Alarm bells are being rung about ‘avoided deforestation’, the World Bank’s latest tool in the fight against climate change, while a Greenpeace report has heavily criticised the Bank’s failure to bring the Democratic Republic of the Congo’s (DRC) logging industry under control.
Deforestation is estimated to account for 20 per cent of global carbon emissions. In June, the Bank got G8 support of $250 million for an investment fund to reward countries such as Indonesia, Brazil and Congo for ‘avoided deforestation’ (AD). Private investors have reserved judgement over the fund: under the Kyoto Protocol, saving existing trees doesn’t qualify as a means of generating emissions credits on the international carbon market.
A new report by UK-based NGO Forest Peoples Programme (FPP) cautions that the World Bank’s proposed ‘avoided deforestation’ model has been developed without meaningful engagement with southern NGOs, indigenous peoples or southern governments. Despite references to “community forest management”, it may result in the perpetuation of discredited Bank models of forest “development”, such as large-scale plantation forestry (see Update 46). It would also have important implications for forest management, particularly for the livelihoods and cultures of millions of indigenous people and other forest-dependent communities. In exploring World Bank proposals, which include the Global Forest Alliance and the Forest Carbon Partnership Facility, FPP fears that rapid expansion of AD schemes risks:
- support for forest conservation models which lead to evictions and expropriation;
- unjust targeting of indigenous and marginal peoples as the drivers of deforestation;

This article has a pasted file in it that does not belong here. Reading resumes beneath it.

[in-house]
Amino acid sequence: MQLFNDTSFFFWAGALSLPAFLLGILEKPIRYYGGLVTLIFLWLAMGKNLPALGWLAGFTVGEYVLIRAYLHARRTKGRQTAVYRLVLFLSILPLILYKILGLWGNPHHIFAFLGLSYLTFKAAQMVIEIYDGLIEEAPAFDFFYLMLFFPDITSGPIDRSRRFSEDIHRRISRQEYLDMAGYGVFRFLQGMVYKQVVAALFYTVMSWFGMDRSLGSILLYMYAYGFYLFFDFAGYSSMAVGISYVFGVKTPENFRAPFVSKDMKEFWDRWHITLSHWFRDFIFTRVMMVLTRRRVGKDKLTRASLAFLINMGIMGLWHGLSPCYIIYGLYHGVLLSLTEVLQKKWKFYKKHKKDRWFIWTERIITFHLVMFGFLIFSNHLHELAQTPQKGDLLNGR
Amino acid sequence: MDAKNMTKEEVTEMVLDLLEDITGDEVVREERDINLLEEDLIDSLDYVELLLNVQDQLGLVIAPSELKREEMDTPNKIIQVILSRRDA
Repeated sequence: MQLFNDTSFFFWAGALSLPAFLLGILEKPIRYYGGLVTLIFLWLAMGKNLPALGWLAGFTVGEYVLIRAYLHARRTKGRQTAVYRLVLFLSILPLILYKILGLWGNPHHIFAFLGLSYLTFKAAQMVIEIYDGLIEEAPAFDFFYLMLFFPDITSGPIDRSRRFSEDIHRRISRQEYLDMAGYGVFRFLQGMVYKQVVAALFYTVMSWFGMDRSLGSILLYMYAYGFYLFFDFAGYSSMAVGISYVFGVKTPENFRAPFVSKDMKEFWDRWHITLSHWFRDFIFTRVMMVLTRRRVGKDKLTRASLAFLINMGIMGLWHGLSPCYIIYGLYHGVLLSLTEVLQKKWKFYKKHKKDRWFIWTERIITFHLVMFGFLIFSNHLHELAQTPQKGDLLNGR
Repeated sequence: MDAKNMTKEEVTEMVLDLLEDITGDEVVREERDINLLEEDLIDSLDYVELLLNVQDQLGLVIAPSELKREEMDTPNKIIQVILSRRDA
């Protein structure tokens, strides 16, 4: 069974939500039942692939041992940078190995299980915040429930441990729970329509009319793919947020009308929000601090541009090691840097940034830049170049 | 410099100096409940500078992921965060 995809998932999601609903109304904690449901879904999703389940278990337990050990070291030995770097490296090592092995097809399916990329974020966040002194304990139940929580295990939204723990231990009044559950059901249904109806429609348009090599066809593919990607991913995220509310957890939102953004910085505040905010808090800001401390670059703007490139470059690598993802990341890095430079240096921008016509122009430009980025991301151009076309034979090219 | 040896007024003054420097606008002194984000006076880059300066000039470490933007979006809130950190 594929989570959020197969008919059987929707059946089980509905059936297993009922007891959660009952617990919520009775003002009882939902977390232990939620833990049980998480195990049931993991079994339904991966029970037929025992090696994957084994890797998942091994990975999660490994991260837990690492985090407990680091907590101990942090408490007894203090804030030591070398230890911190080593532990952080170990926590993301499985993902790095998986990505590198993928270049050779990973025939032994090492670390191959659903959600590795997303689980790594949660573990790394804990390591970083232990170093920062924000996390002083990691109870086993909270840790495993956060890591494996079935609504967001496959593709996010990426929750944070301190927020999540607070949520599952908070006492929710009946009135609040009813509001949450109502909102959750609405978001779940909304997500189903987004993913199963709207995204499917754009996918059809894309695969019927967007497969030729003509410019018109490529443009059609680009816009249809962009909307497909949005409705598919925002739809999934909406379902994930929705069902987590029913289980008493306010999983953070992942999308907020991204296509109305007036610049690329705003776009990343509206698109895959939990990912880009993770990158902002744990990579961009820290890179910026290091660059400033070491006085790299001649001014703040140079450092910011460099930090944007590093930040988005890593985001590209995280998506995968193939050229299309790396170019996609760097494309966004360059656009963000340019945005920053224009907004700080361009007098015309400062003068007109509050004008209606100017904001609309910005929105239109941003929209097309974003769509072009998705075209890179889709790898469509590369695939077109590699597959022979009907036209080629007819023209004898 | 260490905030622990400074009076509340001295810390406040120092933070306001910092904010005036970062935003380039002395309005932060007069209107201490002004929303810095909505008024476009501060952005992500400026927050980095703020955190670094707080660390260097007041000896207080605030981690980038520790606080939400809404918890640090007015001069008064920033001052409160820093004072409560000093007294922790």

- violations of customary land and territorial rights; and
- increasing inequality and potential conflict between recipients and non-recipients of AD funds.
Greenpeace released a report in April, Carving up the Congo, which documents the social and environmental damage wrought by international logging companies in the DRC. Greenpeace criticised the failing efforts of the World Bank to bring the country’s logging industry under control “while the rainforest is being sold off under the illusion that logging alleviates poverty”. The report calls on the Bank to urgently act to stop the expansion of the logging industry in the country, and for the cancellation of logging titles issued since May 2002 which were signed in spite of a national moratorium on new concessions.
Some of the key issues presented in the report include: negligible payments, such as bags of salt and beer, made to community leaders in return for lucrative logging rights worth hundreds of thousands of dollars; the destruction of habitats critical to the survival of the Congo’s indigenous forest communities; rampant corruption in the issuance of logging contracts; and the tremendous release of greenhouse gases caused by deforestation.
The Bank is the Congo’s most influential donor, encouraging investment in the country’s natural resources, and since 2001 has lent more than $2 billion to the country.
At the Bank’s spring meetings in April, Greenpeace was joined by NGOs Rights and Accountability in Development (RAID) and Rainforest Foundation in revealing that mining and logging in the DRC are out of control, with devastating consequences for local communities and the environment. An international appeal, signed by over 100 organisations, was delivered to the World Bank demanding the renegotiation of mining contracts in the DRC (see Update 54). NGOs urged the Bank to ensure that its advice and lending do not facilitate private plunder of the country’s resources.